I want to develop the EOG algorithms to do something useful, but having three electrodes dangling from your head and plugged into a box is quite uncomfortable and annoying. This is a frustration that I have seen echoed in papers, for example Bulling and Gellersen report the difficulties of capturing a labelled dataset in their paper Robust Recognition of Reading Activity in Transit.
To help solve this issue I wanted to move all electronics onto a pair of glasses that can be worn to minimise the number and length of cables that might interfere with the data collection.
In order to do this I first needed to miniaturise the electronics. To achieve this I moved to a four-layer PCB, rather than two layer, and used 0402 passive components, rather than the 0603 size I usually use. With this I managed to reduce the size to 11x25mm. While it may look like there is plenty of space, most of the “free” space is taken up by vias. This could be significantly improved with the use of blind and buried vias, but that is expensive and many prototype services do not support them.
The circuit is identical to EOGee2, except that all test points and jumpers have been removed. The three terminals are connected to three pads in the corners of the PCB so wires can be soldered on – connectors would simply take up too much space.
Many of the chips I am using come in smaller packages or could be replaced by parts with a smaller package, however I chose to not use smaller parts because it makes it much harder to solder and given the COVID19 situation I don’t have access to a reflow oven. I even chose to use a larger package for the LMV324 (which is the SOIC-14 package) because it gave more space for vias in between pads which made routing easier. Overall I would estimate that the design could be easily reduced into 1/5th the area if solder-ability was no object. There is not much you can do about the USB port.
Next I needed to design the glasses.
Since I left university and lost my student license for PTC Creo I have been using OpenSCAD for mechanical design, however the only glasses you can design in OpenSCAD look like the ocular version of the cyber truck.
So I decided to take this opportunity to learn a proper CAD package – I chose AutoDesk Fusion360 and this is what I came up with.
While looking like normal glasses, they also have all the EOGee electronics integrated into them.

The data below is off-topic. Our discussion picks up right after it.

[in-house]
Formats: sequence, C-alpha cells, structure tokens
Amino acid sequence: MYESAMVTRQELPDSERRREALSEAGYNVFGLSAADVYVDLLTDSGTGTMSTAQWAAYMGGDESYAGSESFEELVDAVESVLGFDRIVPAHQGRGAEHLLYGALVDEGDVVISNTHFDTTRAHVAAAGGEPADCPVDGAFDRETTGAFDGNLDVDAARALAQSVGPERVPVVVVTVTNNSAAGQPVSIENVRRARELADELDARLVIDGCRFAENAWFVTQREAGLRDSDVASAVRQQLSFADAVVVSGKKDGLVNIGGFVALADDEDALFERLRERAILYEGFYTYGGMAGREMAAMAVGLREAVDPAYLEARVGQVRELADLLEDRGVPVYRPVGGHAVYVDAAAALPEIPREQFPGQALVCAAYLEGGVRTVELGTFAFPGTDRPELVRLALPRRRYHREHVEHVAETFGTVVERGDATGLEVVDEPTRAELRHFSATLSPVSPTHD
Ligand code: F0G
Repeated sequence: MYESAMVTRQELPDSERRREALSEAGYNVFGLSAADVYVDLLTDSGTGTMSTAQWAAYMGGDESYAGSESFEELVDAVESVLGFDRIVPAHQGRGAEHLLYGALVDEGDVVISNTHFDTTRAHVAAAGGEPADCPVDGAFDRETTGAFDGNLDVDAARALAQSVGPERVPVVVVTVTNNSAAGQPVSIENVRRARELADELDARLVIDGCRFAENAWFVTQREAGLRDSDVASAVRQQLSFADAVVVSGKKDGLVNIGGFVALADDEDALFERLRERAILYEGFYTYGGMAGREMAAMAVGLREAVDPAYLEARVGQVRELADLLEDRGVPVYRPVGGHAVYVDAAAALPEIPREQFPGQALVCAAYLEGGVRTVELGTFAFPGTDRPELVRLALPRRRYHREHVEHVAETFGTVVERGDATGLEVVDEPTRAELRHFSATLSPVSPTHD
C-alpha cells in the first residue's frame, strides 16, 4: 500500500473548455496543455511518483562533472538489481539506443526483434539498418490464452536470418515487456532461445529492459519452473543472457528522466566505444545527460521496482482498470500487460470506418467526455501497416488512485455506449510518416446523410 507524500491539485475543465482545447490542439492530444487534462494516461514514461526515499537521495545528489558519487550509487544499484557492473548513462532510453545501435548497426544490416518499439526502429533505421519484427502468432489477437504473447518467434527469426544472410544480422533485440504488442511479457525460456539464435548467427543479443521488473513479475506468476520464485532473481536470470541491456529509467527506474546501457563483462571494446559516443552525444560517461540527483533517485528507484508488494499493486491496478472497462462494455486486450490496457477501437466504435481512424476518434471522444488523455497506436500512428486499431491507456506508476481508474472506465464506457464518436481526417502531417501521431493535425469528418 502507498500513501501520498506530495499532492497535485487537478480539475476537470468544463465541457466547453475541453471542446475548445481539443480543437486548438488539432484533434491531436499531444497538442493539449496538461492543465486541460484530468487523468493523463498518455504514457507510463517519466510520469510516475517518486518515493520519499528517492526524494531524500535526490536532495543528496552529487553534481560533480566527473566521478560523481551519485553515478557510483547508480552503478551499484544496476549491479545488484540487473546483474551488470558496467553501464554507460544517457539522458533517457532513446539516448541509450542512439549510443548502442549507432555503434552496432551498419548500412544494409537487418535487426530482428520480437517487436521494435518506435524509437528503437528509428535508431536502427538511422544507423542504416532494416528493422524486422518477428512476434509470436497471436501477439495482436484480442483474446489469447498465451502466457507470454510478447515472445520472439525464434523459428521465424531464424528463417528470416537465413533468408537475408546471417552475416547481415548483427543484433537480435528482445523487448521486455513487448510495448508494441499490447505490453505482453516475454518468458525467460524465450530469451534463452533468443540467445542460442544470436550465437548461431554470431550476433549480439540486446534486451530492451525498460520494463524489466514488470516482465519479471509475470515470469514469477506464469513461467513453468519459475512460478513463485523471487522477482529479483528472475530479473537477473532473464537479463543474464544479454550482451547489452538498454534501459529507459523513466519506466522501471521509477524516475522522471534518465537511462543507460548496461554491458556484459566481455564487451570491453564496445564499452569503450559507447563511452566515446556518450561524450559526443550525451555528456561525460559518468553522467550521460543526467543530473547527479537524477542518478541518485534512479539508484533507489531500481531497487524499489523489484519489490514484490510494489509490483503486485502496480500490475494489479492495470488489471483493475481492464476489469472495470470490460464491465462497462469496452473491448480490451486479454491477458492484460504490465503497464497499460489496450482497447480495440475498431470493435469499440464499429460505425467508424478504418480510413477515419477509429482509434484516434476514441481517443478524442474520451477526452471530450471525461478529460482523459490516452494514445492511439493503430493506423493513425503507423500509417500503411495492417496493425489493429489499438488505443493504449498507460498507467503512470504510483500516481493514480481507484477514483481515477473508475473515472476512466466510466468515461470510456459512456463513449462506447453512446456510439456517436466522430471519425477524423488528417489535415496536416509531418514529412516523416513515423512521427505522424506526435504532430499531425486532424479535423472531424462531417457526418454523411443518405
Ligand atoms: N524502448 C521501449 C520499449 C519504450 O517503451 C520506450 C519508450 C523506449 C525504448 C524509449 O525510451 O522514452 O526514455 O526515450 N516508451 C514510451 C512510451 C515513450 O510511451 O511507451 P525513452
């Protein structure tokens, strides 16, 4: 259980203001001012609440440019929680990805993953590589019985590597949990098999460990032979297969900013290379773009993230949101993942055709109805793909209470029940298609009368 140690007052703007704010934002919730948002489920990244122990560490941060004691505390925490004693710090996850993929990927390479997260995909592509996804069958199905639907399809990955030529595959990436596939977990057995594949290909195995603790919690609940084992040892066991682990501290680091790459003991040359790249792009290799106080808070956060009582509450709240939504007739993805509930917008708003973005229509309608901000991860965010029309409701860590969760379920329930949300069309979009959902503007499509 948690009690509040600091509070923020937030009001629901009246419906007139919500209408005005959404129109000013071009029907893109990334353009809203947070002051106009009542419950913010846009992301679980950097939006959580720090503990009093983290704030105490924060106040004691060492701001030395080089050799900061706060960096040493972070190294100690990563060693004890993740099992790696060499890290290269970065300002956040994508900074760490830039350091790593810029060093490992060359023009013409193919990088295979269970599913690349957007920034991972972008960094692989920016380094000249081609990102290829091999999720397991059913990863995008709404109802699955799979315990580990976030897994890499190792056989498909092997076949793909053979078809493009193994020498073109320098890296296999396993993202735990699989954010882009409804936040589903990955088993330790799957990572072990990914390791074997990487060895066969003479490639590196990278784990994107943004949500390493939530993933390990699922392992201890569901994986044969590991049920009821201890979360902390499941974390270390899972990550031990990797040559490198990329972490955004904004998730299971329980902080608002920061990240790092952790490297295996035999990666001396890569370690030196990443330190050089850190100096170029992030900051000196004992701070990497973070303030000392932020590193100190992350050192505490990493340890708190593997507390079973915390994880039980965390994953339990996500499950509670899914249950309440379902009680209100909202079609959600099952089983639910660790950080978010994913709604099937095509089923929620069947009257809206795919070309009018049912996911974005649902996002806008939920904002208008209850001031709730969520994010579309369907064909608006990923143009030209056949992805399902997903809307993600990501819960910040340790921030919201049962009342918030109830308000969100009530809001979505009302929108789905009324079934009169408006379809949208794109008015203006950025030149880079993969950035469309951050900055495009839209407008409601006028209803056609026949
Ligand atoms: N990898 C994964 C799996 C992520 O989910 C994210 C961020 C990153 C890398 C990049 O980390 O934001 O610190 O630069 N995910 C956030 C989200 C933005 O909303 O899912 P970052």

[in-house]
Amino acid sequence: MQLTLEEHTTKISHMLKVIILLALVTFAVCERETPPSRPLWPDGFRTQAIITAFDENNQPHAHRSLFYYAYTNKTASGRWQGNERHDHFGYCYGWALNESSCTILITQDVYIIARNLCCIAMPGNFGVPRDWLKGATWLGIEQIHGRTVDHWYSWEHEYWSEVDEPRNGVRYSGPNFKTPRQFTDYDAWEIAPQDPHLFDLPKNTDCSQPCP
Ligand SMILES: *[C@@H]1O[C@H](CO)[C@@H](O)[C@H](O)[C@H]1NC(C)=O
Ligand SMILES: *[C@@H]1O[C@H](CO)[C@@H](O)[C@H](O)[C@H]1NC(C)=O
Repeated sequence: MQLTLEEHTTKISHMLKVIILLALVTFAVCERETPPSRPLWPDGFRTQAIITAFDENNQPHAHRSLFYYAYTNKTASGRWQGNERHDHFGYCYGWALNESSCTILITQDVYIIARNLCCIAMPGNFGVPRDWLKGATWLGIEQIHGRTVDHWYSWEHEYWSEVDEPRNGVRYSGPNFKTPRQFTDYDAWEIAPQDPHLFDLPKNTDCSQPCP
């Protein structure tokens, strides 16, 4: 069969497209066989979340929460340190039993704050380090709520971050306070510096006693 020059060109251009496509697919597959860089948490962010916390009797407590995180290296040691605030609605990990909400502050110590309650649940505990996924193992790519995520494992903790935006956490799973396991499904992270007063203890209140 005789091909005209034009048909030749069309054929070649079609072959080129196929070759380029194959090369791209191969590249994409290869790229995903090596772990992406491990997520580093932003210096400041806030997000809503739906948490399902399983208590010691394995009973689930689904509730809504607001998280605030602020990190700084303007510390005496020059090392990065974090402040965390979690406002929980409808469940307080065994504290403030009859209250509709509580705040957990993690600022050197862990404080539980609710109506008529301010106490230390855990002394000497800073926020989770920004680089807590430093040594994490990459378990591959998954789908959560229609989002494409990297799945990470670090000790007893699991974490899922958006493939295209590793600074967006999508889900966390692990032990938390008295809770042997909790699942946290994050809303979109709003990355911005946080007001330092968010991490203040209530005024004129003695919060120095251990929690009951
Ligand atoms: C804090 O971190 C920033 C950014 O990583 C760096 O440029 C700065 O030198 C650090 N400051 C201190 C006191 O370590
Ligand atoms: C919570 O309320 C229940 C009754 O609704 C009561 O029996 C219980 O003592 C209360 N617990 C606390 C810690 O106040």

The PCB is mounted in the right arm on a small plastic standoff to keep the USB port flush with the surface and is held in place by a plastic bracket. This bracket is held in place on one end by a small clip and on the other end by the same bolts that attach the arm to the front.
There are also two M2 bolts which connect to the reference electrode and one of the signal electrodes. This allows cables to be attached using the standard snap connectors , as discussed in a previous article, but because these are close to the head the cables can be much shorter.
The left arm mounts the third and final electrode connection. We also need a way to get a wire from the right arm to the left, and this is done by using a recessed channel in the front of the glasses.
This channel runs all the way across the front of the glasses and has a number of plastic loops along the way to hold the wire in place.
The wire for the left electrode is shown by the red wire in the above diagram. The mounting surface between the front of the glasses and the arms have small holes and a recessed channel to allow a wire to connect from the right arm to the front of the frames and back on the left arm.
The total package is only 20g.
Altogether this allows all electrodes to connect directly to the glasses which reduces wire length and also reduces the inconvenience of having multiple electrodes on your head.
Here is a video of me using the glasses. I am using gold cup electrodes from OpenBCI with some Ten20 electrode paste.
During this video I do a number of sharp saccades, however I also do a smooth pursuit. During this pursuit you can see a couple of sharp jumps in the EOG signal. This is because during these pursuits the microcontroller readjusts the DC offset of the signal in order to keep it inside the ADC range as described in this article. This causes a large spike in ADC reading and the software doesn’t yet perfectly correct for which causes the signal to jump a little – this compensation has only been roughly tuned and could be improved.